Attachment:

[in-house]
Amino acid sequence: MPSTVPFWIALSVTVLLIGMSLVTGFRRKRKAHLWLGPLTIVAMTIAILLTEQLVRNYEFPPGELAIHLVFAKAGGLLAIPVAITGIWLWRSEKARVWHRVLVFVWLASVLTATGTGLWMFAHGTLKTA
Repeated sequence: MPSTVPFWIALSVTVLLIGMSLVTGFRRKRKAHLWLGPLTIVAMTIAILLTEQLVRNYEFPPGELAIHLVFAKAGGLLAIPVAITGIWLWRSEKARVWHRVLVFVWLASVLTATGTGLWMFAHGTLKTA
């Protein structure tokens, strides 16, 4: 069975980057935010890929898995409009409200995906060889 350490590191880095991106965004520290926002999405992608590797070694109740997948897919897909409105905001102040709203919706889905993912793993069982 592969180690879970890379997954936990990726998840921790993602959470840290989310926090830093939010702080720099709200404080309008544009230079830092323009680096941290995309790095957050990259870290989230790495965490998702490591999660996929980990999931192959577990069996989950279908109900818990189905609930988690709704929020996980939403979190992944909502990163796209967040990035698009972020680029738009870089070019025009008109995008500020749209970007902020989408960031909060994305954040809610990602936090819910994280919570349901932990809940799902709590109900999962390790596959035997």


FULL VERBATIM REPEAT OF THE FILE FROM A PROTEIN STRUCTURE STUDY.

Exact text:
[in-house]
Amino acid sequence: MPSTVPFWIALSVTVLLIGMSLVTGFRRKRKAHLWLGPLTIVAMTIAILLTEQLVRNYEFPPGELAIHLVFAKAGGLLAIPVAITGIWLWRSEKARVWHRVLVFVWLASVLTATGTGLWMFAHGTLKTA
Repeated sequence: MPSTVPFWIALSVTVLLIGMSLVTGFRRKRKAHLWLGPLTIVAMTIAILLTEQLVRNYEFPPGELAIHLVFAKAGGLLAIPVAITGIWLWRSEKARVWHRVLVFVWLASVLTATGTGLWMFAHGTLKTA
């Protein structure tokens, strides 16, 4: 069975980057935010890929898995409009409200995906060889 350490590191880095991106965004520290926002999405992608590797070694109740997948897919897909409105905001102040709203919706889905993912793993069982 592969180690879970890379997954936990990726998840921790993602959470840290989310926090830093939010702080720099709200404080309008544009230079830092323009680096941290995309790095957050990259870290989230790495965490998702490591999660996929980990999931192959577990069996989950279908109900818990189905609930988690709704929020996980939403979190992944909502990163796209967040990035698009972020680029738009870089070019025009008109995008500020749209970007902020989408960031909060994305954040809610990602936090819910994280919570349901932990809940799902709590109900999962390790596959035997």